Southern charm in Kentucky
by Jessica Pook | 04 December 2019
It’s mid-afternoon and from a distant paddock a handsome silvery-white steed makes his way to the gate, as he does every day.
With his tongue lolling and hankering after his daily dose of carrots, he looks slightly comical. But Silver Charm was once a celebrated Kentucky Derby winner and at the time the wealthiest racehorse ever to retire, worth a cool $7 million!
These days he spends his time grazing in his private paddock within the tranquil grounds of Old Friends, a 136-acre thoroughbred horse retirement facility in Georgetown, Kentucky, that is home to 217 horses and one plucky Shetland pony.
It’s no secret that Silver Charm is favoured by founder Michael Blowen, who opened the farm in 2003 in a bid to prevent Derby winners from ending up in slaughterhouses.
“Horseracing is a $63 billion industry here in Kentucky and Lexington is considered the horse capital of the world, but when they can’t make any more money the horses are considered worthless," Blowen tells me.
"We’re proving that horses past their prime can still be valuable. Thanks to Old Friends people flock to see these former champions and movie stars."
Mike is referring to the horse who played Seabiscuit in the Oscar-nominated film.
Silver Charm buries his nose in a large bucket of carrots, lovingly prepared so that minimal chewing is required; it’s clear to see just how devoted this place is to giving these creatures a comfortable retirement – with the support of visitors and donations from the local community.
Kentucky born & bred
But even these stately stallions don't have the stature of Kentucky’s most celebrated sporting champion, the legendary ex-boxer Muhammad Ali.
The man's own words – “I'm young; I'm handsome; I'm fast. I can't possibly be beat” – blast out during a poignant presentation at the Muhammad Ali Center in Louisville, a reminder of the unbridled confidence of 'Cassius Clay', who went on to become Olympic gold medallist and a three-times heavyweight champion.
As the museum recounts his life, from his sporting achievements to his religious beliefs, it also unearths the racism he endured, including being refused entry into a white-only restaurant having just won his first Olympic Gold medal.
We also learn how he became an important but controversial civil rights activist and served five years in jail for abstaining from the Vietnam War.
With 2020 marking 60 years since his Olympic win, plans are in place to host Ali Week 2020: The Greatest, from June 3-6, with a line-up of events honouring his life.
From one influential figure to another, our next tour is of the Abraham Lincoln Birthplace National Historical Park in Hodgenville. Here we get an insight into the humble roots of the 16th president. Born in a one-room log cabin, Lincoln went on to abolish slavery but had to win a Civil War to do so. Today the site attracts over 200,000 people a year.
Home of bourbon
It soon becomes clear that Kentucky, a worthwhile stop on any Deep South itinerary, favours one taste above all others – and it’s not fried chicken!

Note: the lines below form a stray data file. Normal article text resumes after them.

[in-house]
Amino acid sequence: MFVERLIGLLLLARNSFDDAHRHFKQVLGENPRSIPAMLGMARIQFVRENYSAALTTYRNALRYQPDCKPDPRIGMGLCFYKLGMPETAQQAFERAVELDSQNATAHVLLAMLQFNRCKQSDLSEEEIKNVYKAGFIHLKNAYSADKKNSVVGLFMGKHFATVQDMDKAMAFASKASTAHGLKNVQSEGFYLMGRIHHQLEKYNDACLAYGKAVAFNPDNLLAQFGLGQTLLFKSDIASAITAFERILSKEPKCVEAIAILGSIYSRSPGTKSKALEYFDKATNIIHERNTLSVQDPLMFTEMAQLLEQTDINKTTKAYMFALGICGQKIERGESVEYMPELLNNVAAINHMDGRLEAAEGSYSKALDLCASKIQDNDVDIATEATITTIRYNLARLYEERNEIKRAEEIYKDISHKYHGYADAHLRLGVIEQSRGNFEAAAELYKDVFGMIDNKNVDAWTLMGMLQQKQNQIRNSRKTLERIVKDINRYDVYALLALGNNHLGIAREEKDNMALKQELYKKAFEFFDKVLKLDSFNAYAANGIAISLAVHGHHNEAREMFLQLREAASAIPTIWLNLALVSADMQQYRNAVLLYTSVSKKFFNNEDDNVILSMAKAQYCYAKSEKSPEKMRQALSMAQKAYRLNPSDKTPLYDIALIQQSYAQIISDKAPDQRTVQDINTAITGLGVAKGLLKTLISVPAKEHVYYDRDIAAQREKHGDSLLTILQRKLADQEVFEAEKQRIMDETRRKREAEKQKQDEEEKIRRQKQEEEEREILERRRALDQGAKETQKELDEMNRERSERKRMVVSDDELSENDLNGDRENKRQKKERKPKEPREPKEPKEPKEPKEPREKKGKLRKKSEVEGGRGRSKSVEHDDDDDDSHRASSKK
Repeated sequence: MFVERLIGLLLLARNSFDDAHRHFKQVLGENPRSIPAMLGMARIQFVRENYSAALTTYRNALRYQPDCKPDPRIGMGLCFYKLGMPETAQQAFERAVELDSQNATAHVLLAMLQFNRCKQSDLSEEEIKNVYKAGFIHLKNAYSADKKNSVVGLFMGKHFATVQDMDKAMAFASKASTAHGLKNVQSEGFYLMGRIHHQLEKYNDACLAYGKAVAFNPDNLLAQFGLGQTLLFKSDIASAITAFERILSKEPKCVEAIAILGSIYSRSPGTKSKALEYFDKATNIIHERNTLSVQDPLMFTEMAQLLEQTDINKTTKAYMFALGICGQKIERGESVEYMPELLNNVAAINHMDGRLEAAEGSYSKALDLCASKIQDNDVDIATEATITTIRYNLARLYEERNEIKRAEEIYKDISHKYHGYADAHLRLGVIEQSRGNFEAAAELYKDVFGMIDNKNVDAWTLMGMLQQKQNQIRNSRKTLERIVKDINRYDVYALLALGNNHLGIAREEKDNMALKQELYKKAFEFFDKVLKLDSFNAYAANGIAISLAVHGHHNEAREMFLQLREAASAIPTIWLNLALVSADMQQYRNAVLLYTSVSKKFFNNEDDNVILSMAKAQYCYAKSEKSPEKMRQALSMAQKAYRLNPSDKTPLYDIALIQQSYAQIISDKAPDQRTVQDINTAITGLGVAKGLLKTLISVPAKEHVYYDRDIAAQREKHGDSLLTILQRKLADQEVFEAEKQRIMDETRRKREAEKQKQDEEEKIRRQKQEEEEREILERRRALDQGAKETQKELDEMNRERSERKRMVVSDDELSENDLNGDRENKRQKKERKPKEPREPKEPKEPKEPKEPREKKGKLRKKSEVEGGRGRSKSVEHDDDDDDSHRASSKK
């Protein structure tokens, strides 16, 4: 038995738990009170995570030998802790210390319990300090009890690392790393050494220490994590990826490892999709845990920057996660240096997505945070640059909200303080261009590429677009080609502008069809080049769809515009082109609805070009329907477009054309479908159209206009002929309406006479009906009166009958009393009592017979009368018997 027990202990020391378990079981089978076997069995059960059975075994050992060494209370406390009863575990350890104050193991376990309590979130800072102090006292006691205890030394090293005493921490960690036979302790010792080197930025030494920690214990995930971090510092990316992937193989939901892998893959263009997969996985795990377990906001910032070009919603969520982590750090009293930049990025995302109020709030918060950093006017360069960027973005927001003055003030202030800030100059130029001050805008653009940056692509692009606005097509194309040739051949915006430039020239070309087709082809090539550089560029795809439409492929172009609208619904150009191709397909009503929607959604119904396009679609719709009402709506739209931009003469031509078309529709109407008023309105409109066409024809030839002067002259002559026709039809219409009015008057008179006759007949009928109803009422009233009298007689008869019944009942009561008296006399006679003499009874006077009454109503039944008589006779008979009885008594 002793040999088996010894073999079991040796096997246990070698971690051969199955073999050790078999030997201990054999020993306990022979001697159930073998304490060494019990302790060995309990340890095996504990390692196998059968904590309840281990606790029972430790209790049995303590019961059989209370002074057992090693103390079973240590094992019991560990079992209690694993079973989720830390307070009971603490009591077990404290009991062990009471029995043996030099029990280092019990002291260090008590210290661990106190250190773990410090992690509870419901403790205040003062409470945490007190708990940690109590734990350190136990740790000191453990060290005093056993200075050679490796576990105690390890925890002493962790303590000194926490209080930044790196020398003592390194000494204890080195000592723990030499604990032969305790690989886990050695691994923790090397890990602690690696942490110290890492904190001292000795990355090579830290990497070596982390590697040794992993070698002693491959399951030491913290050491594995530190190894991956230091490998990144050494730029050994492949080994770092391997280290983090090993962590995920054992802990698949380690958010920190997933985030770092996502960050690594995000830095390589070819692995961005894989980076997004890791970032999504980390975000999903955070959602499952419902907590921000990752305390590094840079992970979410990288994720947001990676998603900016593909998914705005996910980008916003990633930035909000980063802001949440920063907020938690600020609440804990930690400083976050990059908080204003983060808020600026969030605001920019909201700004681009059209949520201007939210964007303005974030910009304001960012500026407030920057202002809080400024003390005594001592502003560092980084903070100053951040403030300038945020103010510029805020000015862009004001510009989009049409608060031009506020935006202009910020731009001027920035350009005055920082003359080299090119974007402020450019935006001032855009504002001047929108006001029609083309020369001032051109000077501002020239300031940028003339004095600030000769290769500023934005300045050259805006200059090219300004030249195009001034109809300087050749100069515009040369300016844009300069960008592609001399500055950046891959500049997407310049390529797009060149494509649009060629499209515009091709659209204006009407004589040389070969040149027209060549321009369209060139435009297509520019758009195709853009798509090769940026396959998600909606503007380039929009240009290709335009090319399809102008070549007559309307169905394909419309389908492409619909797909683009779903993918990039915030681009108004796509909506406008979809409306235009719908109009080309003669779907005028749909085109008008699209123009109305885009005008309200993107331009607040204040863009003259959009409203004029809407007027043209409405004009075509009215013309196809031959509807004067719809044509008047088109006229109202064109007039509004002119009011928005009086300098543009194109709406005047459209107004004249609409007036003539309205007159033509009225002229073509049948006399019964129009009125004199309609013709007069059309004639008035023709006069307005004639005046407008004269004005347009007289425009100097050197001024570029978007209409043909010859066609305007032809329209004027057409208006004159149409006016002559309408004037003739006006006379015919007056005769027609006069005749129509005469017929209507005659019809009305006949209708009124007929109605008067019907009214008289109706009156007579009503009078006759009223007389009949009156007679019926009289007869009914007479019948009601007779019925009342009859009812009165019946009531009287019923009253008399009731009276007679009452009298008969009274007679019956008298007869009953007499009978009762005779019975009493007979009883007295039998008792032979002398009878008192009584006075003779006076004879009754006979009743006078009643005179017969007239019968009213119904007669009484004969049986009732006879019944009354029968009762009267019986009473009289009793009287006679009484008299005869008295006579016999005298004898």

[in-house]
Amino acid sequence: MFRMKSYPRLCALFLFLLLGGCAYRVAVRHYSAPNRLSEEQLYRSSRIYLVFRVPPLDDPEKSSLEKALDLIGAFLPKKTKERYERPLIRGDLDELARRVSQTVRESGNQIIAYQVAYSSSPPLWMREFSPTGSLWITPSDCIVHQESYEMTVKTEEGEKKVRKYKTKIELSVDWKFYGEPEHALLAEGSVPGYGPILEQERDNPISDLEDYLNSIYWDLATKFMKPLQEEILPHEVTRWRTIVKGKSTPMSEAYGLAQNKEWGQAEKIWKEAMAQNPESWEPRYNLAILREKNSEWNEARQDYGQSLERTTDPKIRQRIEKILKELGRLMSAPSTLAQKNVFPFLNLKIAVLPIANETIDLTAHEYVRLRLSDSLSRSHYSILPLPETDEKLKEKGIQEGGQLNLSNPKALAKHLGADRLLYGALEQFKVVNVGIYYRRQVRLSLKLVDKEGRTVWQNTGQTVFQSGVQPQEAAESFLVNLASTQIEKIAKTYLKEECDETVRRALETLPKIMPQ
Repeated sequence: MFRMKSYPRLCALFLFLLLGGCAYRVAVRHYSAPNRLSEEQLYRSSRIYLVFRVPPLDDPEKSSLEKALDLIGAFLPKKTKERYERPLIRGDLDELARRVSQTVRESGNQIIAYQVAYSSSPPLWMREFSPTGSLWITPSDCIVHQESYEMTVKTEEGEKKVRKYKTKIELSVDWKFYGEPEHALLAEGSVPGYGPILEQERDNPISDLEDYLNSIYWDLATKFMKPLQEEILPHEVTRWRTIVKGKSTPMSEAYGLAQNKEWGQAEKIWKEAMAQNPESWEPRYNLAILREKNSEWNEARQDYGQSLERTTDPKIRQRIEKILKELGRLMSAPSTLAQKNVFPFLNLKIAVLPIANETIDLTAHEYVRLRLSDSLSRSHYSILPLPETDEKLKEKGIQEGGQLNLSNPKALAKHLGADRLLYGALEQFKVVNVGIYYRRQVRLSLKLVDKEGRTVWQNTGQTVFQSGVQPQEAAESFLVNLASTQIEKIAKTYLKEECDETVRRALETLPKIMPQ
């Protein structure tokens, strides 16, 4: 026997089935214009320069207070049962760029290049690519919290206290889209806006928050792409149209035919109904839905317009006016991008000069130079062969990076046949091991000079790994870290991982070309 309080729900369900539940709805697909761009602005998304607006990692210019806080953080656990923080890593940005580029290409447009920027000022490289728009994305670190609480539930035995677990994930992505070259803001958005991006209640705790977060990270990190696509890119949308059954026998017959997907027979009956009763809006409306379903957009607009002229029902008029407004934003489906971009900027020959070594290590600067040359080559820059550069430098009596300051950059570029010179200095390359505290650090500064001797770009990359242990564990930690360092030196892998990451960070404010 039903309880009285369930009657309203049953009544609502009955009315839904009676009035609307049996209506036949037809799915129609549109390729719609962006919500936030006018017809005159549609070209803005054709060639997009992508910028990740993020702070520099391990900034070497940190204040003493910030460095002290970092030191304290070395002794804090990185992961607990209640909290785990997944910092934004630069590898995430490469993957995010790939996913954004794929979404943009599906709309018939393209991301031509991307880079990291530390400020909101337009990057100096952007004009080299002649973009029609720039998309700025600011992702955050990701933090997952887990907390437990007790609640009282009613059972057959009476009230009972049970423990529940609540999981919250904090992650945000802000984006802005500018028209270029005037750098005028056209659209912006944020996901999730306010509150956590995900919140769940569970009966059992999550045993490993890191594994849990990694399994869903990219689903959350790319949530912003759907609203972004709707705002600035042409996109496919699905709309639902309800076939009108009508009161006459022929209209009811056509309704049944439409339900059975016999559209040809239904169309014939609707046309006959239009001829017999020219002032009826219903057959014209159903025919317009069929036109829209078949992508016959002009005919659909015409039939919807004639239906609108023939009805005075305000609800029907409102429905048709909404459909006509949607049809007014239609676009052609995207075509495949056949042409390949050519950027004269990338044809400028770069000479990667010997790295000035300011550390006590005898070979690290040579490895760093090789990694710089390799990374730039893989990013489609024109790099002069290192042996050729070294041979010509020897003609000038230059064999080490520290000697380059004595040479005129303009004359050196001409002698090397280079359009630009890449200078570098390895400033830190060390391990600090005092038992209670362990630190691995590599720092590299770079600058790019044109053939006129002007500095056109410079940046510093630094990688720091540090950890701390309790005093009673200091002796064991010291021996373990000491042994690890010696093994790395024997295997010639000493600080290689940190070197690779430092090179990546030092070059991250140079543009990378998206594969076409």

Bourbon is a Kentucky staple and can be found in everything from a traditional Old Fashioned cocktail, to a dressing on salads and even an ingredient in cakes.
Bourbon originates from Kentucky and the state produces 95% of the world’s supply – in fact, there’s said to be two barrels for every person in the state.
On an Even Williams Distillery Tour on Louisville’s Whiskey Row, I’m told that all bourbons are a whiskey but not all whiskeys are a bourbon.
I'm none the wiser, but three tastings later it’s explained that to become a bourbon the whiskey needs to be 51% corn and aged in a new charred oak barrel - I have finally got it, I think.
I experience my first 'Kentucky hug', the warm, comforting sensation when the liquor runs down your throat. It’s strong stuff and during the Prohibition period when alcohol was banned its perceived medicinal qualities allowed those in need to be prescribed a pint every 10 days!
For me it’s a bit eye-watering taken straight, but I find it goes down easier in a bourbon bloody mary, served to me at the historic Brown Hotel in Louisville. Accompanied with its famous dish the 'hot brown' – an open turkey sandwich with bacon, tomatoes and a cheesy mornay sauce – it’s an indulgent breakfast.
The hotel mixes traces of English Renaissance with southern charm and its guests have included Barack Obama and Elizabeth Taylor. It's especially busy during the week of the Kentucky Derby in May, which attracts 165,000 visitors.
Our last stop in Kentucky is Owensboro, home to the Bluegrass Music Hall of Fame and Museum which hosts weekly concerts. We stop off in Rosine to learn more about the genre from the Bill Monroe Museum, but it’s at The Rosine Barn Jamboree venue that we get a real education from the Jerusalem Ridge band. Using acoustic string instruments with quick plucking and high-pitched tones, the band have us clapping along to their catchy songs.
Three members turns to four and four to seven, and it's not long before we're all on stage, banjos in hand, ready for our Bluegrass debut.
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